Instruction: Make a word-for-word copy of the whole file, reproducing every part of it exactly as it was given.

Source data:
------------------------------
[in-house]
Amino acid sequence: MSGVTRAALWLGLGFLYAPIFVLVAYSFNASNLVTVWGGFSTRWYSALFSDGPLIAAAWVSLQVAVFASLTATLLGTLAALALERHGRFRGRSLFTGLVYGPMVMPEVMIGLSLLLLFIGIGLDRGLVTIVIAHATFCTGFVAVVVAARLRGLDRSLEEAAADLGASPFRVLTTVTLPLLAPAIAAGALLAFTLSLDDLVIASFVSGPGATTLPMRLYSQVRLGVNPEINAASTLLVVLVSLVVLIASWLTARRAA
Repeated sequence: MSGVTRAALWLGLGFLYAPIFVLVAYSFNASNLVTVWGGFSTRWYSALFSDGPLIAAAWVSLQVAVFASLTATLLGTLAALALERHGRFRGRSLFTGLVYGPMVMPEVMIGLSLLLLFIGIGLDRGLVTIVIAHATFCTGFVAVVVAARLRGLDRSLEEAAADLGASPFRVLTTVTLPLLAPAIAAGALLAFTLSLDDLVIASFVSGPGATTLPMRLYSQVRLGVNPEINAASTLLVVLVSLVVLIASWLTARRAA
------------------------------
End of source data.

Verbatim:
[in-house]
Amino acid sequence: MSGVTRAALWLGLGFLYAPIFVLVAYSFNASNLVTVWGGFSTRWYSALFSDGPLIAAAWVSLQVAVFASLTATLLGTLAALALERHGRFRGRSLFTGLVYGPMVMPEVMIGLSLLLLFIGIGLDRGLVTIVIAHATFCTGFVAVVVAARLRGLDRSLEEAAADLGASPFRVLTTVTLPLLAPAIAAGALLAFTLSLDDLVIASFVSGPGATTLPMRLYSQVRLGVNPEINAASTLLVVLVSLVVLIASWLTARRAA
Repeated sequence: MSGVTRAALWLGLGFLYAPIFVLVAYSFNASNLVTVWGGFSTRWYSALFSDGPLIAAAWVSLQVAVFASLTATLLGTLAALALERHGRFRGRSLFTGLVYGPMVMPEVMIGLSLLLLFIGIGLDRGLVTIVIAHATFCTGFVAVVVAARLRGLDRSLEEAAADLGASPFRVLTTVTLPLLAPAIAAGALLAFTLSLDDLVIASFVSGPGATTLPMRLYSQVRLGVNPEINAASTLLVVLVSLVVLIASWLTARRAA